Unions fear for pay deal money
Unlike the English system, funds to reward teachers who cross the new pay threshold in Wales will be distributed via local authorities - who can keep any money left over. Councils have already been given the money, on the basis that three-quarters of teachers at the top of the current pay scale will get the increase.
Nigel de Gruchy, general secretary of the National Association of Schoolmasters Union of Women Teachers, said: "There is potential for money to be creamed off and an incentive for heads not to pass it on to teachers if it means the money can be saved and spent in other ways."
Similar fears about the Government's pound;50 million boost for Welsh schools - part of Gordon Brown's Budget last week - have been allayed by the assembly.
Heads had voiced concern at last weekend's annual conference of the National Association of Head Teachers in Cardiff. But the assembly this week said that pound;20.3m earmarked for schools would go straight into their budgets - as in England.
Another pound;25m will go on capital invstment in schools, while pound;4m is being held back for future projects. Finance secretary Edwina Hart said the money should be used to "raise standards of teaching and learning - including repairs and maintenance".
Rosemary Butler, assembly education secretary, ended speculation over responsibility for the new pay structure in her address to the NAHT conference. As a pay and conditions matter, it fell under the Department for Education and Employment in London, she said, not the assembly.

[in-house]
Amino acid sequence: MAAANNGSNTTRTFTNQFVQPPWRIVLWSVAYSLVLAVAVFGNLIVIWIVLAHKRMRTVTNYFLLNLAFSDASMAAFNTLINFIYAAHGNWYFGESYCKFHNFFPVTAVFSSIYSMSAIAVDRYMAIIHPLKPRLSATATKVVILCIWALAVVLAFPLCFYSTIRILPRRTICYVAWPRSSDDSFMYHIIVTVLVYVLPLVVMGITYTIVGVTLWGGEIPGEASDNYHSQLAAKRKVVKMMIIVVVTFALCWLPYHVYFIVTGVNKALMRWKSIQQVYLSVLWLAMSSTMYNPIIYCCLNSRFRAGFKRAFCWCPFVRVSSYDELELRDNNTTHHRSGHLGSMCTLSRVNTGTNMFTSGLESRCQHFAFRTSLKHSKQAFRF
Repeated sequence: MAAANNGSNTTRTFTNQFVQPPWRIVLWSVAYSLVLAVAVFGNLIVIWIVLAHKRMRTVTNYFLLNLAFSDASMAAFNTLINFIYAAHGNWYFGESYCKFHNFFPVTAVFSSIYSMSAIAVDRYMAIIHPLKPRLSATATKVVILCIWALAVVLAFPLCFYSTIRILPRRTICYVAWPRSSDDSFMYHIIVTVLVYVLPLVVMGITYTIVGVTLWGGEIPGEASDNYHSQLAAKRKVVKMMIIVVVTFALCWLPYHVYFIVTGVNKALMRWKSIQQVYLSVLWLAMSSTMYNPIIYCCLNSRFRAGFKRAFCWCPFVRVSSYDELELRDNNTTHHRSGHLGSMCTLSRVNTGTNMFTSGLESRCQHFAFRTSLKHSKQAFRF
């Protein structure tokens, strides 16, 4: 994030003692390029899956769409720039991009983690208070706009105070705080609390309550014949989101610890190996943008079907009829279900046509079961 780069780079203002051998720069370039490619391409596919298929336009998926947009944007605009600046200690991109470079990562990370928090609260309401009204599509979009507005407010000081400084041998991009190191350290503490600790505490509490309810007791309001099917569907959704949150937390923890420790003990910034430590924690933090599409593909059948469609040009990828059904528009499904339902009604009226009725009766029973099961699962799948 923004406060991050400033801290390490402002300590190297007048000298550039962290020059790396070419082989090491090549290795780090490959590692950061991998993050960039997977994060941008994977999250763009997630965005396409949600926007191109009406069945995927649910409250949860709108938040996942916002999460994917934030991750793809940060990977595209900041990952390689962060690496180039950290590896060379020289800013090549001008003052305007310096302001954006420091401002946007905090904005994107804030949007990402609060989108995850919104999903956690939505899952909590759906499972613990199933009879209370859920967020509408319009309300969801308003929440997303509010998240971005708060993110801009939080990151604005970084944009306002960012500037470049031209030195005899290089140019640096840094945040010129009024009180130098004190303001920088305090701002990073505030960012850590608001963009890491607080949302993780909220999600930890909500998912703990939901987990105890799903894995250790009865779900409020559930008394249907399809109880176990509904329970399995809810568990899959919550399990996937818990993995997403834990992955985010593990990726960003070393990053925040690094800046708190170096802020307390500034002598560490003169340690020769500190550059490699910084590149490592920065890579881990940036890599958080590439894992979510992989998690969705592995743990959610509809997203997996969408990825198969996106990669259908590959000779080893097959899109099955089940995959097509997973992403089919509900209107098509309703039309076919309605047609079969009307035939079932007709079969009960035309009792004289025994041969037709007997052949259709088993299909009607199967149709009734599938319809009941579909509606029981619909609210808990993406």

Headteachers in Wales are paid less than heads anywhere in England, David Hart, the association's general secretary, told the conference. Eighty per cent of heads in Wales were on the bottom six points of the pay spine, compared with only 40 per cent in Merseyside, 50 per cent in the East Midlands and 20 per cent in London.
Anne Hovey, NAHT regional officer for Wales, said the union's research revealed that the discretion available to governing bodies to pay more than the minimum had rarely been used.
Some authorities exposed heads to "moral blackmail", warning that if they paid themselves more, someone else faced redundancy, said Alun Jones, director of NAHT Cymru.